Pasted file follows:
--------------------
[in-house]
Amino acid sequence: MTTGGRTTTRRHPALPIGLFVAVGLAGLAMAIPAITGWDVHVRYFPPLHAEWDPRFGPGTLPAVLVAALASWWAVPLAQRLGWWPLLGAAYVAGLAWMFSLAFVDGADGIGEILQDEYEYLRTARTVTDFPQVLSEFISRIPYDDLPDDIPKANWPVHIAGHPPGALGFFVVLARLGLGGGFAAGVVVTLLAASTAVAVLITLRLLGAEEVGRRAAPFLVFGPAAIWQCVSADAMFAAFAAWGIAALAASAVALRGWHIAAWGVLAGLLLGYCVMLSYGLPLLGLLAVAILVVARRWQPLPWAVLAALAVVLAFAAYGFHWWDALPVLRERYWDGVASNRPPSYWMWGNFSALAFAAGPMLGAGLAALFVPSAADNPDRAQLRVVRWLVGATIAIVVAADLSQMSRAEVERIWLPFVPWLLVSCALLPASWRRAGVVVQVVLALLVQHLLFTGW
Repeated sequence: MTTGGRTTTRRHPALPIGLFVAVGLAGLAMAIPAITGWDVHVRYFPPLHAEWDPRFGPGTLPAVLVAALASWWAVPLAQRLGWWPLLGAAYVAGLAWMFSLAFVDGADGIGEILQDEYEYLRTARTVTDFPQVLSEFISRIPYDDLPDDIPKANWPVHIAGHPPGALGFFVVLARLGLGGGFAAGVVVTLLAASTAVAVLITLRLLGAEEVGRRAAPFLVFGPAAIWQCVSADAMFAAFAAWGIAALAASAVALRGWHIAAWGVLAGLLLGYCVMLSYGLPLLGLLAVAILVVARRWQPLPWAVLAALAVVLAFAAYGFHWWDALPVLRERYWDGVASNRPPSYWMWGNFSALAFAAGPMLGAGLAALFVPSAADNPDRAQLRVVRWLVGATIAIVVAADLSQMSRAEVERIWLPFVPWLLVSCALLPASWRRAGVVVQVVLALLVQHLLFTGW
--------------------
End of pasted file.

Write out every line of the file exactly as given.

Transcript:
[in-house]
Amino acid sequence: MTTGGRTTTRRHPALPIGLFVAVGLAGLAMAIPAITGWDVHVRYFPPLHAEWDPRFGPGTLPAVLVAALASWWAVPLAQRLGWWPLLGAAYVAGLAWMFSLAFVDGADGIGEILQDEYEYLRTARTVTDFPQVLSEFISRIPYDDLPDDIPKANWPVHIAGHPPGALGFFVVLARLGLGGGFAAGVVVTLLAASTAVAVLITLRLLGAEEVGRRAAPFLVFGPAAIWQCVSADAMFAAFAAWGIAALAASAVALRGWHIAAWGVLAGLLLGYCVMLSYGLPLLGLLAVAILVVARRWQPLPWAVLAALAVVLAFAAYGFHWWDALPVLRERYWDGVASNRPPSYWMWGNFSALAFAAGPMLGAGLAALFVPSAADNPDRAQLRVVRWLVGATIAIVVAADLSQMSRAEVERIWLPFVPWLLVSCALLPASWRRAGVVVQVVLALLVQHLLFTGW
Repeated sequence: MTTGGRTTTRRHPALPIGLFVAVGLAGLAMAIPAITGWDVHVRYFPPLHAEWDPRFGPGTLPAVLVAALASWWAVPLAQRLGWWPLLGAAYVAGLAWMFSLAFVDGADGIGEILQDEYEYLRTARTVTDFPQVLSEFISRIPYDDLPDDIPKANWPVHIAGHPPGALGFFVVLARLGLGGGFAAGVVVTLLAASTAVAVLITLRLLGAEEVGRRAAPFLVFGPAAIWQCVSADAMFAAFAAWGIAALAASAVALRGWHIAAWGVLAGLLLGYCVMLSYGLPLLGLLAVAILVVARRWQPLPWAVLAALAVVLAFAAYGFHWWDALPVLRERYWDGVASNRPPSYWMWGNFSALAFAAGPMLGAGLAALFVPSAADNPDRAQLRVVRWLVGATIAIVVAADLSQMSRAEVERIWLPFVPWLLVSCALLPASWRRAGVVVQVVLALLVQHLLFTGW